i think they call that pregnancy brain. it will get better. you will also work out your own solutions. start with enlisting that toddler’s ‘grown up’ ego; seriously and nicely ask him/her to help you with taking care of the new baby by trying to listen to you as do as you ask. the first job a child can learn is “obey mommy.” never fuss, but have child repeat what you ask of him, then what’s my job? obey mommy. all nicely. on the same team. big boy. i love you and calmness go a long way, even when they don’t do right. it takes time for little brains to learn, and even then they forget and need to be reminded. nicely. best of luck
Nancy Sasser Says
Kelly, you sound similar to me! When I was working in an office, I had little post-its stuck to my computer monitor as my “to-do” list. . . when I finished that task, I’d throw away the post-it. But working at home, I have a tiny corner of the living room, and I can’t even manage to keep the kids out of that space 😉
We have ONE calendar on the wall that everything is on, so that is the starting point for any appointments. As far as to-do, I am also struggling to keep the priorities at the forefront of my day! I love the flexibility of my business, and I only work a few hours a week, when I fit it into my life 🙂 That’s what I LOVE! My LIFE is #1 and my business fits in where it can 🙂 I am struggling to organize the follow-up aspect of my business, because I have a lot of notes for follow-up, and prefer to be able to look at it on paper instead of a spreadsheet or something like that.
I would just suggest to get a desk space, and make it yours. It doesn’t have to be big. . . just big enough for your laptop and any files or whatever supplies you need for your job/business.
Most of my business is on the phone, so I just need to be able to tell the kids when I’m working, they need to be playing quietly in the background (or the backYARD! 🙂 ).
Yours are younger, . . . do they nap at the same time? Take naptime one day and pull together everything you need and decide WHERE to make your “office” — I’d guess the middle of the living room, dining room, or kitchen will be your best bet, because then you can work while they are playing, and watch them at the same time, . . . if that works in your job/business.
Congrats on your new baby! As a mom of four, I can completely relate to the short term memory issues. It will get better, but just kids in general can be distracting just being kids and tracking multiple schedules. I have 2 tips. I use both all the time. Pieces of paper go missing easily. I quit using them, it was just too frustrating. I keep a notebook to jot notes in. It’s big enough to not get lost. My phone is typically on hand all the time. I use the notes app that is built in. If It’s an idea I want to work on, a project idea, etc, I will use the notebook, as I can add to it it, sketch it out, etc. if it’s a to do or to get, I use the phone notes, then just delete items as completed.
I have found over the years that keeping a Day Runner or something similar is very helpful. I can make different sections for work, home, kids, lists, etc. I can have my calendar and address book in there too. I was a military spouse for over 20 years, and this was very helpful. When it is time to move, everything is in the day runner. I also had a portable file that I kept essential papers in. It had tabs in it so I could keep it in a file drawer, and I could tuck in the tabs when I took it out for travel. My husband is retired now, but I keep the Day Runner updated with project lists, medication lists, shopping lists, reading lists, etc.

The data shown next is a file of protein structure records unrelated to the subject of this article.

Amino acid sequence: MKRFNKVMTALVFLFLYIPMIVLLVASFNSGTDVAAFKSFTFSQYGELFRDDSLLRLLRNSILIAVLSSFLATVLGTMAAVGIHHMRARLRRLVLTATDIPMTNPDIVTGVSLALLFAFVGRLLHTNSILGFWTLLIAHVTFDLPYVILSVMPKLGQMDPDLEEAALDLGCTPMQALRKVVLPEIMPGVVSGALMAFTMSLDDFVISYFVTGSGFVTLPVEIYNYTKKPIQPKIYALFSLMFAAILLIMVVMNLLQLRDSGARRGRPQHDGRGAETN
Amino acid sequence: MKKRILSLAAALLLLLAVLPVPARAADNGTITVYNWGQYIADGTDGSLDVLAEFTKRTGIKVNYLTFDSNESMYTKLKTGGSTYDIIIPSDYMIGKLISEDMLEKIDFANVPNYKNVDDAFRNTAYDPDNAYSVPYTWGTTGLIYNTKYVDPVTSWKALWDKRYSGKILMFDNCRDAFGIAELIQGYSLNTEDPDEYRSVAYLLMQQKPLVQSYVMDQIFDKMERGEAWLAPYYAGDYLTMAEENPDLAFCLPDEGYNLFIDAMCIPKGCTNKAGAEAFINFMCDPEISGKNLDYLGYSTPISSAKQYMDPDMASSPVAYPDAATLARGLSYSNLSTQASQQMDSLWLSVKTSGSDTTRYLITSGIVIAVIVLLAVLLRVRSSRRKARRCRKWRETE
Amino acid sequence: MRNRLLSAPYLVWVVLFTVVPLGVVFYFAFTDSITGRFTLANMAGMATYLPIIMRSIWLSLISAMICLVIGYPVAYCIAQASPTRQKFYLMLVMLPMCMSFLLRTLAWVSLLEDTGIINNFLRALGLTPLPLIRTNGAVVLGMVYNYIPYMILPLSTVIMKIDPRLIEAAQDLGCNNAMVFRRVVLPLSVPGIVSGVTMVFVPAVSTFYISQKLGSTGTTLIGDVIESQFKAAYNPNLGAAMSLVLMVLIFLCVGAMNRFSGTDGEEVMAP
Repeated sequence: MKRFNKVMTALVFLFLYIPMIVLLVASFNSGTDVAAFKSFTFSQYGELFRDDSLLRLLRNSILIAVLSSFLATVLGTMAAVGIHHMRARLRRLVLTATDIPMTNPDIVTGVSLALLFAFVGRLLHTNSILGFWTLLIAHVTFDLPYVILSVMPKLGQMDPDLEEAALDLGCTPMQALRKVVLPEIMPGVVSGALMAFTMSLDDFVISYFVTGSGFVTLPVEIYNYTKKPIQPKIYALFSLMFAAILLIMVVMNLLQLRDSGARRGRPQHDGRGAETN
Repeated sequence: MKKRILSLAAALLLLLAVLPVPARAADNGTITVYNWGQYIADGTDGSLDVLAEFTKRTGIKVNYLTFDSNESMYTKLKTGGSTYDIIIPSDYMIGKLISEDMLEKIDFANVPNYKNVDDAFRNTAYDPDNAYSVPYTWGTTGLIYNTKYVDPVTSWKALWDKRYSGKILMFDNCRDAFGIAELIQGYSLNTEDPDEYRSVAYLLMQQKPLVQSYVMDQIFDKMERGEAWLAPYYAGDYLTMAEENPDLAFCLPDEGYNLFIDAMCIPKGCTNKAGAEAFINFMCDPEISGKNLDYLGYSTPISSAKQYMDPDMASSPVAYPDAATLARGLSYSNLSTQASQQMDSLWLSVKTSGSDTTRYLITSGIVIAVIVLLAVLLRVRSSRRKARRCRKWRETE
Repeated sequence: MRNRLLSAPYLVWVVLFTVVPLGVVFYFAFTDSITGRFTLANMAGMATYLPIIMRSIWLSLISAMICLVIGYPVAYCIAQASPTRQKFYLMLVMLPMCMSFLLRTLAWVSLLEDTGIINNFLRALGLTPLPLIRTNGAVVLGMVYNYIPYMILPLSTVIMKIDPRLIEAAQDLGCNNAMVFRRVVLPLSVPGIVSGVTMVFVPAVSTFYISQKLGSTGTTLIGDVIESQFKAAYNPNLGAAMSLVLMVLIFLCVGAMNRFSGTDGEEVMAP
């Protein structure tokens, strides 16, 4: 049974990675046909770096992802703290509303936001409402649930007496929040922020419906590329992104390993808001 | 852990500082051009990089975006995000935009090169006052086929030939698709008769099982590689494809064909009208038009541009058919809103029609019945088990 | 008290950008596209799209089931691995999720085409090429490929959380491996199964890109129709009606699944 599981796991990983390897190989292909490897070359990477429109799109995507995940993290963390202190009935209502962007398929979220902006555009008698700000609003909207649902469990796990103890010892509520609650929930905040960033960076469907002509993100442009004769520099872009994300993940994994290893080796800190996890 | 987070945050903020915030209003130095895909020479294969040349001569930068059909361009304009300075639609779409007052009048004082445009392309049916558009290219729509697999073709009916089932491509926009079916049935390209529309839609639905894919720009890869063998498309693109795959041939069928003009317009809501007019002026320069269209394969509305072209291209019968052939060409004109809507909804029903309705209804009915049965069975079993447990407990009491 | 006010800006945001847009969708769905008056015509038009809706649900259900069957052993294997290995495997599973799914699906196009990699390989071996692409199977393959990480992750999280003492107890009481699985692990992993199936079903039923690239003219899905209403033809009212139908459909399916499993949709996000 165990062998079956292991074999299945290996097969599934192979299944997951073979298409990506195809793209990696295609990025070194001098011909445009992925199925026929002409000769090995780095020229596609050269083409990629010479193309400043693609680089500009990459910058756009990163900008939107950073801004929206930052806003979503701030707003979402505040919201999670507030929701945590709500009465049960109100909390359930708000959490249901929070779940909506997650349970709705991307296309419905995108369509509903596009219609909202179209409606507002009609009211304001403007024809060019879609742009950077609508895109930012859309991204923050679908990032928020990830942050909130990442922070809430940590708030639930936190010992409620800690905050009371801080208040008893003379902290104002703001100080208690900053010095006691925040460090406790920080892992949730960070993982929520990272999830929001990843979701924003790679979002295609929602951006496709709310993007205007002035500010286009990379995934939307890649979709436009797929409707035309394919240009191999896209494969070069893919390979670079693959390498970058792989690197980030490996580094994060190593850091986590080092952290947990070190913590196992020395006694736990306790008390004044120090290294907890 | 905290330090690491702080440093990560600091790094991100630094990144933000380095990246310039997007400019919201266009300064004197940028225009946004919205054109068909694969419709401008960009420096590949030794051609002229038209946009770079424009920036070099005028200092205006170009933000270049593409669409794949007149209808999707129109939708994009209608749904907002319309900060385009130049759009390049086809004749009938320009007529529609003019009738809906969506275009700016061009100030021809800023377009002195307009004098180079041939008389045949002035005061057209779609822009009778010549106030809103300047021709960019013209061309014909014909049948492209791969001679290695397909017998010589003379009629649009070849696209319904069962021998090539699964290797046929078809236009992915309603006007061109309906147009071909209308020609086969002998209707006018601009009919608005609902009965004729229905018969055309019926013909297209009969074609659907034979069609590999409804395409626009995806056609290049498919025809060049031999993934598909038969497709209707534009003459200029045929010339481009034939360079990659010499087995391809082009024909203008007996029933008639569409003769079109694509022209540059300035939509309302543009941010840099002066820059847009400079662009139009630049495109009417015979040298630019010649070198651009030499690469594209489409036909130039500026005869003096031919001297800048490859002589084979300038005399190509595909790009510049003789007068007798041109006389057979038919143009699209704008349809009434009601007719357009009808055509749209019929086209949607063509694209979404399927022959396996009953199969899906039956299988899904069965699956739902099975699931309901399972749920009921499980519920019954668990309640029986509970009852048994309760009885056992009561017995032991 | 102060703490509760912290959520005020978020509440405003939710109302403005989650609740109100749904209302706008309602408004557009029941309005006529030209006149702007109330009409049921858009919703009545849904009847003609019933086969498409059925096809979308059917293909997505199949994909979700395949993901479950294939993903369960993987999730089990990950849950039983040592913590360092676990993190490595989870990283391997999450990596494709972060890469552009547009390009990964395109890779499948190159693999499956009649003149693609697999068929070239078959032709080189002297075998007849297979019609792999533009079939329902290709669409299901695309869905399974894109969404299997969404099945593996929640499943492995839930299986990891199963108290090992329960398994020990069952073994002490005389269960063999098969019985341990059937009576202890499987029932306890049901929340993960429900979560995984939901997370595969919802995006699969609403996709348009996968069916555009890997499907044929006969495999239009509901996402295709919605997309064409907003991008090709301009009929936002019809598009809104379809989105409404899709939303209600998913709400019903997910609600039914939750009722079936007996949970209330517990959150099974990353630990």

@Kelly if you have a smart phone try google keep for all your notes. It works wonders and it is free for Gmail users.
Thanks for this post! I’ve been redoing my home office space and trying to make things more efficient while the kiddos are home for the summer. Can’t wait to read the other posts in this series!
Thank you for this blog post! I enjoyed reading it! I am currently a full-time SAHM with our son who will be 2 1/2 next month, and I am due with our second baby next month. I would love to eventually work from home part-time as a sleep consultant with babysleepsite.com, but I don’t know when this will happen. For so long now, and it’s taking me longer because I am pregnant, I am still trying to get into a good cleaning routine. I want to get into your routine, but it hasn’t really happened yet. And I always have in the back of my mind that I need to have a good cleaning routine down before I start working from home. What do you think of that? Could you do a blog post on when you do your cleaning every day and what time of the day you do it? I feel like that would be my main hold-up. Thank you!
Patrica Unger Says
Thank you for this blog post! I started working from home so I can care for my elderly mother. I am a virtual assistant and work with authors and speakers. I do have a dedicated office and use your system to help me stay on top of life. Thank you Becky. I appreciate all of your advice and help.
Jasmine Eclipse Says
These are some really helpful tips and things to keep in mind! I started working full-time from home in February, and while it was a bit of an adjustment, I think I’m disciplined enough with my scheduling to keep on task. The hardest thing is not being around other people all day long, so I make the most out of my grocery store trips haha!
I’ve been working from home for a small tech company for the past 4 years and really enjoy the flexibility it provides. I can drop off & pick up my son from school and attend his school parties and functions. There are definitely certain people who can work from home and those that can’t. You have to be really good at managing your time. I find that keeping a daily list of what I need to get done for work each day really helps me stay on task and get things done.